COVID-19 has unfortunately highlighted more than ever the vulnerability of our older population to viruses. Throughout the pandemic we have been communicating with our clients and operators to see how they are coping and learning from their experiences. We have also been reflecting on our previous and current projects looking ahead post-COVID to what care homes might look like and how, as designers and architects, we can quickly adapt. There is of course no official design guidance as of yet but we feel that the conversations need to have started already if we want to be better equipped for possible future pandemics and viruses.
Some of the main themes which need to be considered from an early design stage of a care home project include:
- Enabling ease of cleaning and decontamination of the spaces with regular hand washing facilities available.
- Controlling how visitors and staff enter the home.
- Providing extra storage space for an appropriate stock of PPE.
- Flexible and adaptable spaces which can be separated into ‘social bubbles’.
- Ample usable outdoor space or winter gardens, not just on the ground floor but on the upper floors too.
- Helping to improve the resident’s wellbeing even if they are required to be isolated in their individual bedrooms.
As well as helping to protect the residents from the virus, the issue of the resident’s mental wellbeing and how loneliness can be alleviated must be tackled. Through design devices such as providing sufficient light and ventilation, a resident’s wellbeing can vastly be improved – simply being able to open a window can make a substantial difference to a person’s wellbeing. Private outdoor spaces and visual connections to communal spaces and to other people are also very important. Furthermore, having user friendly technology already integrated into the bedrooms may also be a great solution allowing the residents to video call their family and friends to stay connected throughout a lockdown. It may also allow the residents and staff within the home to talk to each other more regularly, especially if separated into ‘social bubbles’. Microsoft has been developing an interesting ‘Together Mode’ feature for its Teams video calling software which places the heads of all the participants in a virtual room making the process more engaging and informal, something that could make technology much more inviting for the elderly.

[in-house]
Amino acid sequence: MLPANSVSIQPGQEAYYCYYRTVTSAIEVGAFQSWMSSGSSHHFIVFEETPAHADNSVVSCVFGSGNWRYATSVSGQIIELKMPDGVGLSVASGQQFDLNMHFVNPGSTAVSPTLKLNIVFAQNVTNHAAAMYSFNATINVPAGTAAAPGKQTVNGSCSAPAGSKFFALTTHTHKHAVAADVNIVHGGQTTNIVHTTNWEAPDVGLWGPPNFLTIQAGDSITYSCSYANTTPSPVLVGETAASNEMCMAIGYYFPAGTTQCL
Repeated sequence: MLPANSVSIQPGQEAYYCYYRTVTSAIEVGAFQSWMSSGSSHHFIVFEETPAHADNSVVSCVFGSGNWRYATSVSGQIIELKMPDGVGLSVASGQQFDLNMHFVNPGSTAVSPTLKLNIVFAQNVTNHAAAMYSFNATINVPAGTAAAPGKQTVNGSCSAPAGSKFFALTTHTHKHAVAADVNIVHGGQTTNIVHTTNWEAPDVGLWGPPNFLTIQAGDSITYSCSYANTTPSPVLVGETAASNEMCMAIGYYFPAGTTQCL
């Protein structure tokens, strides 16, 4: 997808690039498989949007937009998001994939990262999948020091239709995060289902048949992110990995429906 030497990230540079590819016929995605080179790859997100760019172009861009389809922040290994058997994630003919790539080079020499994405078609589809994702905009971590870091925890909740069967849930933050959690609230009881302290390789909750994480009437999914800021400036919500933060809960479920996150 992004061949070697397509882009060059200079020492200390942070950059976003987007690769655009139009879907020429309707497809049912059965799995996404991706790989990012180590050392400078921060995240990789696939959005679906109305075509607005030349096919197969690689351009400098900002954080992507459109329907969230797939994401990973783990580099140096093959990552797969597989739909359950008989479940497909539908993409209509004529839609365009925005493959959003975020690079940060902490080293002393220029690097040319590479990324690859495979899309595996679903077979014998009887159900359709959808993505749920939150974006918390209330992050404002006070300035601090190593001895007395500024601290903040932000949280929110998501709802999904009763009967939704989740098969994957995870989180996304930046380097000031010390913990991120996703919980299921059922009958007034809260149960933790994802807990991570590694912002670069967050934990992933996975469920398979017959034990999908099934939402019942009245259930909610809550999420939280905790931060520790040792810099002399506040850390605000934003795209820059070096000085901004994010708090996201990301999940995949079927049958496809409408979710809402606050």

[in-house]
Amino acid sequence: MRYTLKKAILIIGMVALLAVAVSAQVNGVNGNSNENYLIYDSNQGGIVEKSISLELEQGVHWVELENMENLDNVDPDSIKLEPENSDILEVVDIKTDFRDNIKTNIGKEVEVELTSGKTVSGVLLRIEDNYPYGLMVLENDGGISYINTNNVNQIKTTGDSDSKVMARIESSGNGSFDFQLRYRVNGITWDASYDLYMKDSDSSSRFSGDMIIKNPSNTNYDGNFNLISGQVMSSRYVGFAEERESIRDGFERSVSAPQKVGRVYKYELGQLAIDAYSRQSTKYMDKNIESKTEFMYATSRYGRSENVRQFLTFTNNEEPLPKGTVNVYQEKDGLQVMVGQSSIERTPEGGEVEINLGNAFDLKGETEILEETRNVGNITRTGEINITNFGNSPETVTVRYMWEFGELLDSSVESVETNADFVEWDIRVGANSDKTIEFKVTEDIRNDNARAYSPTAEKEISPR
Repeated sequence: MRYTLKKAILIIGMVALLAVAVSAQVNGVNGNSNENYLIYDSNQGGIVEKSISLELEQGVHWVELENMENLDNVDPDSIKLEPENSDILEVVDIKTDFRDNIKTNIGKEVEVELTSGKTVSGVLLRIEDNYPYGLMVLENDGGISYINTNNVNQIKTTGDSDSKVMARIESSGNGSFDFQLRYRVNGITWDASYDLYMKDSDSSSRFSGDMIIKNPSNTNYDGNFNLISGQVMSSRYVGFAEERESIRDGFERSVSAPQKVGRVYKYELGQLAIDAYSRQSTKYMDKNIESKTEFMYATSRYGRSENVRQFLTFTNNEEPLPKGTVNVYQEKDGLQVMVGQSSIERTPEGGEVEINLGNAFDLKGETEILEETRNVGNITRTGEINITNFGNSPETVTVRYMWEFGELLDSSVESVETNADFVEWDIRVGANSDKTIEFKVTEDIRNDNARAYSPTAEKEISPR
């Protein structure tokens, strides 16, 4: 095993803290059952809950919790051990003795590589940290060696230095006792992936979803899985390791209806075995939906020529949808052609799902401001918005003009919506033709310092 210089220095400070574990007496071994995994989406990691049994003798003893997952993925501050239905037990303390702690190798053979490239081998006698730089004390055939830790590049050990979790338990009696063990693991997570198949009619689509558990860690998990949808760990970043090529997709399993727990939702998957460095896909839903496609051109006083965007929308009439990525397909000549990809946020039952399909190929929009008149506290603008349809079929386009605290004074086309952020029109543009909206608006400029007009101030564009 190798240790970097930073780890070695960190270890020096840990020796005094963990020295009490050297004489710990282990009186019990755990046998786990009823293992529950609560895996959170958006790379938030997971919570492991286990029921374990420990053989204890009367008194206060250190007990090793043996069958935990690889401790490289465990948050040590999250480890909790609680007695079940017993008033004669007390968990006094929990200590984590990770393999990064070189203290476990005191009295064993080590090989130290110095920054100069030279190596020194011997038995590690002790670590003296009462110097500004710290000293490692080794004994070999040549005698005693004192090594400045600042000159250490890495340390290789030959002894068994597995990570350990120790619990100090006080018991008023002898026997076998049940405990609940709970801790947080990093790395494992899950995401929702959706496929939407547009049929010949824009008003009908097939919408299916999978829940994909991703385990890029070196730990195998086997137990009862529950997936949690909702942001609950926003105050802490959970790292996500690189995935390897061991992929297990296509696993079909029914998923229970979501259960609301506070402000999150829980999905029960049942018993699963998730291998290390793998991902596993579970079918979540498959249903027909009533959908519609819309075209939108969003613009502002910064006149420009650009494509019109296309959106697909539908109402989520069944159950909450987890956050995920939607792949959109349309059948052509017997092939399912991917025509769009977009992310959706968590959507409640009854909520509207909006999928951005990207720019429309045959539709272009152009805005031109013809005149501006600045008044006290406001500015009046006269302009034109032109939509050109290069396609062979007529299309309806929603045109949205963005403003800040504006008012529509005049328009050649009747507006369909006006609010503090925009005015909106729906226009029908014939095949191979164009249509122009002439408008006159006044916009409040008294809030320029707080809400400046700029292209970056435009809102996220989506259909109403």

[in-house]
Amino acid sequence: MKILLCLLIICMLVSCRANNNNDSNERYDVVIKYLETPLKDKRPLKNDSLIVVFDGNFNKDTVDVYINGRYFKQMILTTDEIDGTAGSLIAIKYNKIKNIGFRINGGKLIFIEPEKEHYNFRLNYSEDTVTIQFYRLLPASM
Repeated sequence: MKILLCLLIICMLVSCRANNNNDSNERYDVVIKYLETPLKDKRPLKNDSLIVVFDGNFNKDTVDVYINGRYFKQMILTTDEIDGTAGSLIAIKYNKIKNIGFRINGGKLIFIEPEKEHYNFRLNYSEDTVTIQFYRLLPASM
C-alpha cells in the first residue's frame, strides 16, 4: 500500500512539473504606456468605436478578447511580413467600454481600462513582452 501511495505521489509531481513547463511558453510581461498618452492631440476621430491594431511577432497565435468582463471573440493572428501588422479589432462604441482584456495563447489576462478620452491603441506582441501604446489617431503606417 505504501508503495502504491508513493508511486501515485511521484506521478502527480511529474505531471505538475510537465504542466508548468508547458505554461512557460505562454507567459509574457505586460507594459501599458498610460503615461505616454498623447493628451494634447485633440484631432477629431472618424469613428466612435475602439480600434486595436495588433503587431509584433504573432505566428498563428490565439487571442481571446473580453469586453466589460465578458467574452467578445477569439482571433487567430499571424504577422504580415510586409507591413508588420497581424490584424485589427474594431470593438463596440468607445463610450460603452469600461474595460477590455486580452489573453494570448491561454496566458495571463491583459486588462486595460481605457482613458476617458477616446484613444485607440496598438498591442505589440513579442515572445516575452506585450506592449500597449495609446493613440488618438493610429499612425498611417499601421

Another important design feature for the residents is communal garden space and how this can be utilised throughout most of the year and during a pandemic. These spaces should be flexible and offer shelter from the weather and also allow people to use the space whilst at safe distances. A great idea that we have recently seen are the ‘visitor pods’ designed by Showplace Ltd where the resident’s family can visit a temporary pod structure that has a clear screen which safely separates them from residents – click here for more info.
Our intention is to raise more awareness of these issues and keep the conversation flowing with regular engagement with our clients, operators and other professionals in the industry. We will start to implement these ideas and carry on learning as much as we can to contribute to improving the lives of the elderly – hopefully more industry-wide guidance will soon be available to further improve care facilities for the elderly during a pandemic.